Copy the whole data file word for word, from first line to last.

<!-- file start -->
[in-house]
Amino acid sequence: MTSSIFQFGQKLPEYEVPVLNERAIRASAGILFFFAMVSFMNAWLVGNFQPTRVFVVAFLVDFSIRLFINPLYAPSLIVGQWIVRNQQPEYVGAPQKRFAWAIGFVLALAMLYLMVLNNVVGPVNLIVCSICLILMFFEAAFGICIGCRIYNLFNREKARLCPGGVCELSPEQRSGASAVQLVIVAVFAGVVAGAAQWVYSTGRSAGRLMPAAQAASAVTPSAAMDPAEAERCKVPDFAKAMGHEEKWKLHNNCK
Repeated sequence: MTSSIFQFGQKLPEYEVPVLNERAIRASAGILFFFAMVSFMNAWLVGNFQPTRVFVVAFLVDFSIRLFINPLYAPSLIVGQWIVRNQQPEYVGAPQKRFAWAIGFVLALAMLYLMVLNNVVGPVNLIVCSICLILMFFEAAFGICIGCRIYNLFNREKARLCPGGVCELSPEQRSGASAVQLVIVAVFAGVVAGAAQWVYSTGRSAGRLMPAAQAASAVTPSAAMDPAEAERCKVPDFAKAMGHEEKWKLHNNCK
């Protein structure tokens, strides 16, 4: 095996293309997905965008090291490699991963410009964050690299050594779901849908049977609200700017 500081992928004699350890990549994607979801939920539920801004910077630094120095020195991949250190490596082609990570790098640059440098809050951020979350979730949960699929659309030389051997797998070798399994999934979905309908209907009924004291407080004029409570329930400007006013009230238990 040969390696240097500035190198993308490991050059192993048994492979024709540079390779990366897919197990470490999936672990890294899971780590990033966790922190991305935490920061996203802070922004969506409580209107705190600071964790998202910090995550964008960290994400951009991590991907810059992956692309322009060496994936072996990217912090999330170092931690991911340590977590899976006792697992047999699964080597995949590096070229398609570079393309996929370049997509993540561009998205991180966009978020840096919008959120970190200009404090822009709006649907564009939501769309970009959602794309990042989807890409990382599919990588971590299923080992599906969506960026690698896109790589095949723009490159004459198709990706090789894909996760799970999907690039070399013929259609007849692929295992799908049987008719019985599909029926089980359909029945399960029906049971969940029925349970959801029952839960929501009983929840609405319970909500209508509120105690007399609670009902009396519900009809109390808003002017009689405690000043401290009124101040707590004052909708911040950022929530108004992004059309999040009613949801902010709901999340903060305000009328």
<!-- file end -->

[in-house]
Amino acid sequence: MTSSIFQFGQKLPEYEVPVLNERAIRASAGILFFFAMVSFMNAWLVGNFQPTRVFVVAFLVDFSIRLFINPLYAPSLIVGQWIVRNQQPEYVGAPQKRFAWAIGFVLALAMLYLMVLNNVVGPVNLIVCSICLILMFFEAAFGICIGCRIYNLFNREKARLCPGGVCELSPEQRSGASAVQLVIVAVFAGVVAGAAQWVYSTGRSAGRLMPAAQAASAVTPSAAMDPAEAERCKVPDFAKAMGHEEKWKLHNNCK
Repeated sequence: MTSSIFQFGQKLPEYEVPVLNERAIRASAGILFFFAMVSFMNAWLVGNFQPTRVFVVAFLVDFSIRLFINPLYAPSLIVGQWIVRNQQPEYVGAPQKRFAWAIGFVLALAMLYLMVLNNVVGPVNLIVCSICLILMFFEAAFGICIGCRIYNLFNREKARLCPGGVCELSPEQRSGASAVQLVIVAVFAGVVAGAAQWVYSTGRSAGRLMPAAQAASAVTPSAAMDPAEAERCKVPDFAKAMGHEEKWKLHNNCK
């Protein structure tokens, strides 16, 4: 095996293309997905965008090291490699991963410009964050690299050594779901849908049977609200700017 500081992928004699350890990549994607979801939920539920801004910077630094120095020195991949250190490596082609990570790098640059440098809050951020979350979730949960699929659309030389051997797998070798399994999934979905309908209907009924004291407080004029409570329930400007006013009230238990 040969390696240097500035190198993308490991050059192993048994492979024709540079390779990366897919197990470490999936672990890294899971780590990033966790922190991305935490920061996203802070922004969506409580209107705190600071964790998202910090995550964008960290994400951009991590991907810059992956692309322009060496994936072996990217912090999330170092931690991911340590977590899976006792697992047999699964080597995949590096070229398609570079393309996929370049997509993540561009998205991180966009978020840096919008959120970190200009404090822009709006649907564009939501769309970009959602794309990042989807890409990382599919990588971590299923080992599906969506960026690698896109790589095949723009490159004459198709990706090789894909996760799970999907690039070399013929259609007849692929295992799908049987008719019985599909029926089980359909029945399960029906049971969940029925349970959801029952839960929501009983929840609405319970909500209508509120105690007399609670009902009396519900009809109390808003002017009689405690000043401290009124101040707590004052909708911040950022929530108004992004059309999040009613949801902010709901999340903060305000009328």